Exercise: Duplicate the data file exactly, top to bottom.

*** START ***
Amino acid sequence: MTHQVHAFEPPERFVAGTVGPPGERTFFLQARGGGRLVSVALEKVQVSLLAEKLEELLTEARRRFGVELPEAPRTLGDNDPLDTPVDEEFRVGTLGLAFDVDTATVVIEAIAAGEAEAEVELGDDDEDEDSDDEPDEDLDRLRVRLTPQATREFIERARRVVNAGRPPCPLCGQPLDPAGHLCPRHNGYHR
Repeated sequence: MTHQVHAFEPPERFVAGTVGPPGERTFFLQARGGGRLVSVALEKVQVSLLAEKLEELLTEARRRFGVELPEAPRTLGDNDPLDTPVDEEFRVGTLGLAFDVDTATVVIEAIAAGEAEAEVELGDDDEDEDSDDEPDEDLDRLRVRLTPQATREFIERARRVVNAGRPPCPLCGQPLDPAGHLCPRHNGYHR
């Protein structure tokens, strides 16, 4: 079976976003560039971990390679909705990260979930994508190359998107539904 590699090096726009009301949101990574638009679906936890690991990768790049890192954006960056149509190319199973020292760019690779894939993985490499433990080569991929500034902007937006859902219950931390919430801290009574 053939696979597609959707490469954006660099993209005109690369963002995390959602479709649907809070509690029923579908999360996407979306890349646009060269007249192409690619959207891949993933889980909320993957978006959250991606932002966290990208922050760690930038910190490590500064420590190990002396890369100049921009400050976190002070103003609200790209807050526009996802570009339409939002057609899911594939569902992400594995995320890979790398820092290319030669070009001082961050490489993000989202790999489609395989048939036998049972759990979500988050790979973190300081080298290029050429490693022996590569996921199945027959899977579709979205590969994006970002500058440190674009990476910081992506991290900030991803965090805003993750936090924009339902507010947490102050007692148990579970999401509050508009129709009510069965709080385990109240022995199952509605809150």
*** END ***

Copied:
Amino acid sequence: MTHQVHAFEPPERFVAGTVGPPGERTFFLQARGGGRLVSVALEKVQVSLLAEKLEELLTEARRRFGVELPEAPRTLGDNDPLDTPVDEEFRVGTLGLAFDVDTATVVIEAIAAGEAEAEVELGDDDEDEDSDDEPDEDLDRLRVRLTPQATREFIERARRVVNAGRPPCPLCGQPLDPAGHLCPRHNGYHR
Repeated sequence: MTHQVHAFEPPERFVAGTVGPPGERTFFLQARGGGRLVSVALEKVQVSLLAEKLEELLTEARRRFGVELPEAPRTLGDNDPLDTPVDEEFRVGTLGLAFDVDTATVVIEAIAAGEAEAEVELGDDDEDEDSDDEPDEDLDRLRVRLTPQATREFIERARRVVNAGRPPCPLCGQPLDPAGHLCPRHNGYHR
């Protein structure tokens, strides 16, 4: 079976976003560039971990390679909705990260979930994508190359998107539904 590699090096726009009301949101990574638009679906936890690991990768790049890192954006960056149509190319199973020292760019690779894939993985490499433990080569991929500034902007937006859902219950931390919430801290009574 053939696979597609959707490469954006660099993209005109690369963002995390959602479709649907809070509690029923579908999360996407979306890349646009060269007249192409690619959207891949993933889980909320993957978006959250991606932002966290990208922050760690930038910190490590500064420590190990002396890369100049921009400050976190002070103003609200790209807050526009996802570009339409939002057609899911594939569902992400594995995320890979790398820092290319030669070009001082961050490489993000989202790999489609395989048939036998049972759990979500988050790979973190300081080298290029050429490693022996590569996921199945027959899977579709979205590969994006970002500058440190674009990476910081992506991290900030991803965090805003993750936090924009339902507010947490102050007692148990579970999401509050508009129709009510069965709080385990109240022995199952509605809150």